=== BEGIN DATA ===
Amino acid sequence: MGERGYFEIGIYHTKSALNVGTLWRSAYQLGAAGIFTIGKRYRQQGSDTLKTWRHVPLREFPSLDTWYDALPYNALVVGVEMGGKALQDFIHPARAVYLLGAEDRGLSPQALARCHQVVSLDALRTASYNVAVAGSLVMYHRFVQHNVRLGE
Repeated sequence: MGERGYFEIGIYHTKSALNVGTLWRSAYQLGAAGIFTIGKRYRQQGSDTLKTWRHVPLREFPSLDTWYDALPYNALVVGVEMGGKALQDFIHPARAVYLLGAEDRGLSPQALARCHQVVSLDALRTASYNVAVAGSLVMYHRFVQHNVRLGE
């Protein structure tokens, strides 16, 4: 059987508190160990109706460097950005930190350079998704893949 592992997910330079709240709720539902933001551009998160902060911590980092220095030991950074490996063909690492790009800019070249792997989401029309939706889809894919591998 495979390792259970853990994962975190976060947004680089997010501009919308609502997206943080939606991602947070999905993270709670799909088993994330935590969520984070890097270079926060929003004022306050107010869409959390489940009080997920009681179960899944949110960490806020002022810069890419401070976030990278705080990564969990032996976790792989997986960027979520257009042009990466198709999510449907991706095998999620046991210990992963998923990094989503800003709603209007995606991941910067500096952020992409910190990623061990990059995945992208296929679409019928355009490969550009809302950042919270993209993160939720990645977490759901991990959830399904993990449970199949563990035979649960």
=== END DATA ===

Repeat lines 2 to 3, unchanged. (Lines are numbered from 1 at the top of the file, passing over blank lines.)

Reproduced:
Repeated sequence: MGERGYFEIGIYHTKSALNVGTLWRSAYQLGAAGIFTIGKRYRQQGSDTLKTWRHVPLREFPSLDTWYDALPYNALVVGVEMGGKALQDFIHPARAVYLLGAEDRGLSPQALARCHQVVSLDALRTASYNVAVAGSLVMYHRFVQHNVRLGE
């Protein structure tokens, strides 16, 4: 059987508190160990109706460097950005930190350079998704893949 592992997910330079709240709720539902933001551009998160902060911590980092220095030991950074490996063909690492790009800019070249792997989401029309939706889809894919591998 495979390792259970853990994962975190976060947004680089997010501009919308609502997206943080939606991602947070999905993270709670799909088993994330935590969520984070890097270079926060929003004022306050107010869409959390489940009080997920009681179960899944949110960490806020002022810069890419401070976030990278705080990564969990032996976790792989997986960027979520257009042009990466198709999510449907991706095998999620046991210990992963998923990094989503800003709603209007995606991941910067500096952020992409910190990623061990990059995945992208296929679409019928355009490969550009809302950042919270993209993160939720990645977490759901991990959830399904993990449970199949563990035979649960």